Chick-lit is one of my go-to choices for holiday reading. These novels are easy to read. I’m happy to read them by a pool or to shove them in my bag. On the surface, they’re fast and frivolous and often hard to put down. There’s always a strong theme, a fast-moving plot and some lovable characters. The novels are, in a word, entertaining.
The use of ‘chick’ to refer to a young woman comes from 1920s African-American slang. Some people find the term offensive. Women like me who were part of the Second Wave Feminist in the 1960s and 1970s know how sexist language demeans women. Yet here I am, using a very sexist term because as yet there seems to be no other that quite picks up the flavour of what chick-lit manages to do. The title ‘contemporary women’s fiction’ doesn’t quite work.
What is chic-lit?
Chick-lit can be defined as a category of genre fiction which examines some of the issues of modern womanhood. It is mostly written by women for women. Although the themes are serious, the novels themselves are often humorous and apparently lighthearted. These novels can be a useful tool for educating women about available possibilities and options.
The term was coined in the 1990s when the genre first appeared. A fore-runner was Helen Fieldings Bridget Jones’ Diary, published in 1996. As most people know, the novel is written in the form of a diary of one year in the life of a thirty-something, single woman.
Now protagonists in chick-lit range from their early twenties to their late sixties. I don’t know if women that old would identify as ‘chicks’. No books in the genre about women in their seventies. Or eighties!
Chick-lit is sometimes compared with romance novels The difference is that chick-lit deals with more serious social themes of concern to women. In those I’ve read, there has been evidence of considerable research and attention to detail. They often pack a strong punch.
Chick-lit is rarely reviewed by mainstream reviewers and publications. It’s authors are unlikely to be invited to mainstream writers festivals, except, perhaps, Cathy Lette. The much acclaimed Elizabeth Gilbert, who charmed audiences at the Perth Writers Festival 2015, says that her books are sometimes described as chick-lit. You might like to listen to Elizabeth Gilbert as she discusses the label.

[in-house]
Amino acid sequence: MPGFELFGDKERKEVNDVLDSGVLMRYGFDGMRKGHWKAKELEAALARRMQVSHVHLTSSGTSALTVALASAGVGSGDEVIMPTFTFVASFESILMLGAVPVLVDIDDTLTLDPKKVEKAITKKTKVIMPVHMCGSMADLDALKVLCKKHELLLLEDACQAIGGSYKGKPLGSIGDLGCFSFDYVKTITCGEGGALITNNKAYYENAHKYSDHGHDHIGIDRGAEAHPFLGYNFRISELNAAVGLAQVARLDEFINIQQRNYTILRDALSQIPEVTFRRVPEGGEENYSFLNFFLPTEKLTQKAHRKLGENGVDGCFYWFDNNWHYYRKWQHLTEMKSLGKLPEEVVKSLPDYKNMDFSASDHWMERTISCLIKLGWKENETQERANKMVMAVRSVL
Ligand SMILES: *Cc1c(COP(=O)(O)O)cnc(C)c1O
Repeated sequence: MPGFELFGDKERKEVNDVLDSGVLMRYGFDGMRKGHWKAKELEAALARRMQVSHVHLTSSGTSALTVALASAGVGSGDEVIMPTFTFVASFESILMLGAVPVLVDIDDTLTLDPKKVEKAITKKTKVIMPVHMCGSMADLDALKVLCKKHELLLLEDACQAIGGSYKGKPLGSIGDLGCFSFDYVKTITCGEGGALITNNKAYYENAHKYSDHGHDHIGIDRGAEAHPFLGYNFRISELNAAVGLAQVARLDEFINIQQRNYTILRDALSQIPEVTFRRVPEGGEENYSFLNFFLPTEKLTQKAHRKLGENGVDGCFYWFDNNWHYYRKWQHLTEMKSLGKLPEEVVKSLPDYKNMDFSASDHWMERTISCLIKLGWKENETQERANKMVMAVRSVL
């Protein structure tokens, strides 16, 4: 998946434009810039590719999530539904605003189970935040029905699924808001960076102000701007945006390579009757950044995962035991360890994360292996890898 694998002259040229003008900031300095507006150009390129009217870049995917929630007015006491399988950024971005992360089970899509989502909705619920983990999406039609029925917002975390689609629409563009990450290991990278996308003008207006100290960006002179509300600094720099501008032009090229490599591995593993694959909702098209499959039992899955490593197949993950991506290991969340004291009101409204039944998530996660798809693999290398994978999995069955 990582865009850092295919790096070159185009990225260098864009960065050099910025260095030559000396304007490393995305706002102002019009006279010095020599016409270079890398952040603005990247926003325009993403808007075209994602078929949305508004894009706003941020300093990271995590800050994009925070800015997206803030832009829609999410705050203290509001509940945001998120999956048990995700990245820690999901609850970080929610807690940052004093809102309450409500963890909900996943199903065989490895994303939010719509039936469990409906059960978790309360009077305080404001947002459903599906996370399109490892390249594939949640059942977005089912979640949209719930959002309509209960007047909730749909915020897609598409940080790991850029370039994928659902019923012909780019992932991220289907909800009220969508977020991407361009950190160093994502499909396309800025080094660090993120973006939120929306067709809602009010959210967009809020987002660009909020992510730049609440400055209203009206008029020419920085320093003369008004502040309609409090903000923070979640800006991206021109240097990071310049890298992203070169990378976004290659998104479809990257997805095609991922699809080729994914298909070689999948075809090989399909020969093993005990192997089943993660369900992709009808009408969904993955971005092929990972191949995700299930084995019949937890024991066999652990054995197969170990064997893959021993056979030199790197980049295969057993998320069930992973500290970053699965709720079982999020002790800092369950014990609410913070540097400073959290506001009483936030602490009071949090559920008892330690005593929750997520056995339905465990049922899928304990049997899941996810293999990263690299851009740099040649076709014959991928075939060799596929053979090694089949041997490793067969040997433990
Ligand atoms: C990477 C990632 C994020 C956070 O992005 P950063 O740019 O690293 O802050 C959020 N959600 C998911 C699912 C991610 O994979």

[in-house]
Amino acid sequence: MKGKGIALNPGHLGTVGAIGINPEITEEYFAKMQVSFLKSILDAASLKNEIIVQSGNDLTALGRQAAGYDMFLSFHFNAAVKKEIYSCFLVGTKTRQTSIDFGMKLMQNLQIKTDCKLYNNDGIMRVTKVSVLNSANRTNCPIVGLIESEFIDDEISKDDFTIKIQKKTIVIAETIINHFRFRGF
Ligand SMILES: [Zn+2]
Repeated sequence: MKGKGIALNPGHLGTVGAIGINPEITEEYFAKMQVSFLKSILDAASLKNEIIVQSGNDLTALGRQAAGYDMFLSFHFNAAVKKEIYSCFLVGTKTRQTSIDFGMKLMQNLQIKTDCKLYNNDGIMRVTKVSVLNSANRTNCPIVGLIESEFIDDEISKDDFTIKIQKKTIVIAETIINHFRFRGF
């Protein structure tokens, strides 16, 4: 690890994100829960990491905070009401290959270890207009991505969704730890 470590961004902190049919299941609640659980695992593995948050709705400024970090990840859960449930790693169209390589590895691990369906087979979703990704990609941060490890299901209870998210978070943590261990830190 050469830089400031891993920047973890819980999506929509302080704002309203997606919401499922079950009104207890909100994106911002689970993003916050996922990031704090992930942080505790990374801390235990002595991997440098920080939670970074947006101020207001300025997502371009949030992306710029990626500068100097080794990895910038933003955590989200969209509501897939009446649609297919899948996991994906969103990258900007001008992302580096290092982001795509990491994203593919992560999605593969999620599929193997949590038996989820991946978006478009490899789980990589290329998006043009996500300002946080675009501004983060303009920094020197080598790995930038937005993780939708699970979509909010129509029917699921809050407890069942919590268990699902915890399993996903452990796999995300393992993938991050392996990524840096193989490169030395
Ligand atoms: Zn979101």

Here are two examples of authors who also write chick-lit
Kathy Lette, in her book Courting Trouble, deals with domestic violence, gender bias in the legal system and mother-daughter relationships. A barrister, sacked from her job, finds her husband in bed with another woman. She takes her child to live with her mother, also a barrister. The women set up a law firm which specialises in working with women and their issues.
Anita Heiss is a member of the Wiradjuri nation of central NSW. She writes delicious stories about Aboriginal heroines. They have interesting careers, travel and enjoy the friendship of other women. Anita Heiss’s stories resonate with me because of my interest in the welfare of Aboriginal people. But they could make interesting reading for anyone. I have learned much from Heiss’s novels.
I’m looking forward to reading more chick-lit this year. My reading usual material has been drawn from a predictable range for a long time. When I was thinking about the Australian Women Writers Challenge 2015 way back in January, I created a blog with a less conventional ‘to read’ list. You can see it here, The list includes two books from the genre of women’s fiction that is sometimes disparagingly called chick-lit. It also includes books from other genres than those I usually read.
Now I think about it, it would be a challenge to rewrite one of my unpublished novels as genre fiction – to attempt to turn it into chick-lit.